– Steve Kolbe couldn't wait to step onto the Hawk Ridge overlook. He set up his spotting scope, grabbed his binoculars and kept a clicking counter nearby, then fixed his eyes on the skies.

After just a few minutes, he started spotting them.

"Here comes a nighthawk!" he exclaimed. "Oh yeah!"

The medium-sized birds approached in the distance from the north. First a few small groups, then larger ones. He counted them for more than three hours.

As an avian ecologist for the Natural Resources Research Institute at the University of Minnesota Duluth, Kolbe has been tallying the birds for the past five years, documenting what he and other experts believe is by far the world's largest concentration of migrating common nighthawks as they pass through Duluth on their way to South America.

Last year, Kolbe tallied a total of 40,000; one night alone he counted 14,000.

The next greatest concentrated migration of common nighthawks is in Florida, and it's only a few thousand a year, Kolbe said.

But the birds are on the decline, according to the Audubon Society and various other groups. The Minnesota Department of Natural Resources (DNR), for instance, has them listed as a "species in greatest conservation need."

The research institute, created by the Minnesota Legislature, is studying the birds as part of its mission to research aspects of the state's natural resources economy.

The first step in figuring out how to help them is developing a more informative survey method, said Alexis Grinde, wildlife ecologist and research program manager at the institute. The lead researchers hope to put together a citizen monitoring program around the state next year, asking other people to join in the bird counting.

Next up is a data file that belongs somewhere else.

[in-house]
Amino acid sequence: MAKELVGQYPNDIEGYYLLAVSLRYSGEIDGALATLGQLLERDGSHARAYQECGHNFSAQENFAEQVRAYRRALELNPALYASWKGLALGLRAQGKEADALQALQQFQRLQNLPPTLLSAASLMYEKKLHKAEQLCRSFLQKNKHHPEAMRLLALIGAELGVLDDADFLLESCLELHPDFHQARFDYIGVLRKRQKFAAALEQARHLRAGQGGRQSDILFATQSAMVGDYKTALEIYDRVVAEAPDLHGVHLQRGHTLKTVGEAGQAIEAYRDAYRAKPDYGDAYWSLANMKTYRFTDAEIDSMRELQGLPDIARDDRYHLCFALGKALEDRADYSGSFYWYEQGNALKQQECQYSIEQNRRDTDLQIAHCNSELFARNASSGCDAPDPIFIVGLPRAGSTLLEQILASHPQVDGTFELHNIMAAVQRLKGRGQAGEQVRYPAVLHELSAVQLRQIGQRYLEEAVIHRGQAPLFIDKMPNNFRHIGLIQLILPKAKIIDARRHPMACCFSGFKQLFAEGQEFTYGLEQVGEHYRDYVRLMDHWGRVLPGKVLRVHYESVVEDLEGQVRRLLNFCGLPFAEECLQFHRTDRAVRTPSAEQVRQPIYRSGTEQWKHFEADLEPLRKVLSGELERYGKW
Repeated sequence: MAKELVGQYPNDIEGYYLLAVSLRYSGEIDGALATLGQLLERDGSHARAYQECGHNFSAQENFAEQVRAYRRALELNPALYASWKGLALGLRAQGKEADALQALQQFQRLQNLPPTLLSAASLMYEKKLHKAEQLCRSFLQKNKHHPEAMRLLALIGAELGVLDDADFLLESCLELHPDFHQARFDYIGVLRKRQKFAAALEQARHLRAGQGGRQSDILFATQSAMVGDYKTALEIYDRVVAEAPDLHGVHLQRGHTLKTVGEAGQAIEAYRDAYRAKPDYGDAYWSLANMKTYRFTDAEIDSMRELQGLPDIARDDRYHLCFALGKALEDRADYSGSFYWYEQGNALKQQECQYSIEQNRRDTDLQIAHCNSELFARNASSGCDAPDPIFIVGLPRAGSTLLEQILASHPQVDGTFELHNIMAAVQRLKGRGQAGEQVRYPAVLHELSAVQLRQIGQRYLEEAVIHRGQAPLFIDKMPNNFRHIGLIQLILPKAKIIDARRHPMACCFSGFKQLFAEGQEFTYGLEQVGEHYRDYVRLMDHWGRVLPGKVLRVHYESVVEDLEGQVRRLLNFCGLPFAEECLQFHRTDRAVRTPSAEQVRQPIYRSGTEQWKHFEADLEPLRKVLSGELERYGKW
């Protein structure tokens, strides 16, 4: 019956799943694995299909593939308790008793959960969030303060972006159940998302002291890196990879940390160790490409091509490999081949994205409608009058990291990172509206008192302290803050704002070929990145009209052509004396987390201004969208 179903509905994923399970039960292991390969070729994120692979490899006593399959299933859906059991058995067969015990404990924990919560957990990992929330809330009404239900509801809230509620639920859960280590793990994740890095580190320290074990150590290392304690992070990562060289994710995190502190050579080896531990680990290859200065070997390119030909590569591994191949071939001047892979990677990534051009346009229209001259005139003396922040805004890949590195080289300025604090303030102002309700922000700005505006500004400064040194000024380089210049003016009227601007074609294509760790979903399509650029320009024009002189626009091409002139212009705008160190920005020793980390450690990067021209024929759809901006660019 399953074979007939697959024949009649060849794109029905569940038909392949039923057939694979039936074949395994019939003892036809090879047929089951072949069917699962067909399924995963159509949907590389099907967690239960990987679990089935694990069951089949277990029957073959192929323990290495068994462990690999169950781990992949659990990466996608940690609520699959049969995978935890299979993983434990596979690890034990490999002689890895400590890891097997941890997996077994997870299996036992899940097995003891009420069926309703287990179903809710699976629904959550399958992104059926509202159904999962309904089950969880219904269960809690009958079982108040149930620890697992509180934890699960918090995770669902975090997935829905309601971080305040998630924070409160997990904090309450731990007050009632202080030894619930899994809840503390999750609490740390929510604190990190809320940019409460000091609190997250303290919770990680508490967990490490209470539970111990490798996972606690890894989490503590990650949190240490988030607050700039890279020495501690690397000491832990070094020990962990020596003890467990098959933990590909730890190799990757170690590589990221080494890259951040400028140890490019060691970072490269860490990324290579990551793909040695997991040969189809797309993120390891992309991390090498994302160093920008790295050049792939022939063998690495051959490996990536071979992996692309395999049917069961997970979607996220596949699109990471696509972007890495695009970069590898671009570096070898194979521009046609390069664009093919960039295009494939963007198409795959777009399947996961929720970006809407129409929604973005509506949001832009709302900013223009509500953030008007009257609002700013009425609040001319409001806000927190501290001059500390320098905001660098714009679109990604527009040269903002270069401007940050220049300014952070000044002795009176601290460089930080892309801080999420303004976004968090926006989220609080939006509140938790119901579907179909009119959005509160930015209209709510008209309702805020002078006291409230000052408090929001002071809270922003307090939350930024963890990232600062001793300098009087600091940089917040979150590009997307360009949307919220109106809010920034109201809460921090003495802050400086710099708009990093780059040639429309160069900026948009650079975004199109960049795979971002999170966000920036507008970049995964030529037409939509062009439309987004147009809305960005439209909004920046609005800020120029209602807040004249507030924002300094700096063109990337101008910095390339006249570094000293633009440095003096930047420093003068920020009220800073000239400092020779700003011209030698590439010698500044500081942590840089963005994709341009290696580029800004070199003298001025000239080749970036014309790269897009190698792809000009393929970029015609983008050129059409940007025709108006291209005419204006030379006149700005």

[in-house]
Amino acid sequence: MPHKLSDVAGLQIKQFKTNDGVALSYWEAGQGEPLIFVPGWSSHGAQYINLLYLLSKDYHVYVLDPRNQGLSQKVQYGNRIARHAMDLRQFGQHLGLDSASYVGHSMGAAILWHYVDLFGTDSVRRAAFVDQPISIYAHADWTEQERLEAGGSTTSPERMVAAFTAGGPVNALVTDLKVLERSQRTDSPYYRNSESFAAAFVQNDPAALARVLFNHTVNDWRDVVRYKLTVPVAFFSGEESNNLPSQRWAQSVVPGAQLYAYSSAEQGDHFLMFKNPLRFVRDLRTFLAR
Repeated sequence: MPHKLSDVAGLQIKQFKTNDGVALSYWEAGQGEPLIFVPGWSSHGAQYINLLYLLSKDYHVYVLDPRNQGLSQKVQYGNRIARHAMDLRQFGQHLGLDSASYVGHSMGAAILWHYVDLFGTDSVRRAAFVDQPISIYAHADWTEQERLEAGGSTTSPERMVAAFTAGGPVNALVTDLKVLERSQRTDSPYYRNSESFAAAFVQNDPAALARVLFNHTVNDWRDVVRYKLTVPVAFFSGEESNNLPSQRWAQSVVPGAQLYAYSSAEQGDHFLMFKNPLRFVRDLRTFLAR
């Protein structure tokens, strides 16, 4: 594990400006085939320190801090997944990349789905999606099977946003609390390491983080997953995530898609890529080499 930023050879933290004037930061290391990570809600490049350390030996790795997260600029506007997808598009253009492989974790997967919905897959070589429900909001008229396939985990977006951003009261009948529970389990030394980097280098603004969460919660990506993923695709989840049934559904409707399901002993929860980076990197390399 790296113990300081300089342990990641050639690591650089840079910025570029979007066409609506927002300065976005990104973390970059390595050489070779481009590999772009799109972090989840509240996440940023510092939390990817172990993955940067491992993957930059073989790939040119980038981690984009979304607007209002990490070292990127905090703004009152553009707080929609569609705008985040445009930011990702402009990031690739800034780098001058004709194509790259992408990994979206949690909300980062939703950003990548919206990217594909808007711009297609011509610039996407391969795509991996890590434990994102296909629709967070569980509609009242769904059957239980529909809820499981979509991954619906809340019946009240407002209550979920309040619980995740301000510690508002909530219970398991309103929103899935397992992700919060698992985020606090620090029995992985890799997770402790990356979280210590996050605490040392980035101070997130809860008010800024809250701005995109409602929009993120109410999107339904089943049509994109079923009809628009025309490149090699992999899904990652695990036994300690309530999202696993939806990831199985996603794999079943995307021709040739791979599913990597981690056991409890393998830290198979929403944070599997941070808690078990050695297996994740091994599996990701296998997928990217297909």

But for now, Kolbe works the skies alone each evening, starting around Aug. 15 and finishing around Sept. 1. He eagerly awaits the nightly challenge of quickly counting the birds and entering the numbers, the weather and other conditions on a tablet computer.

Even from afar, Kolbe can spot the birds flying through in groups called kettles, their telltale traits of long angular wings, tilted flying patterns and white wing patches.

They are not, however, actually hawks, which are birds of prey with talons. Nighthawks are more closely related to whippoorwills in the nightjar family.

With big eyes and small, whiskered beaks, they like to nest on open ground or atop flat, gravelly roofs and make a short call that sounds like "meerp," Kolbe explained.

They typically lay low during the day, resting and blending in on tree branches, "then gorge on insects at night," he said.

"They don't do a whole lot wrong in the eyes of most people," Kolbe said. "They eat bugs and stay out of people's way."

But so many questions remain.

What are their requirements on their migration journey from Canada to South America? Why do so many fly through Duluth? Why are their numbers declining?

"They're sort of mysterious," Kolbe said.

Kolbe hopes his counts can lead to more research about the birds, which are rarely seen in such dense numbers.

"A big nighthawk night is just as rare as seeing a rare bird," Kolbe said.

"It's something to be savored."

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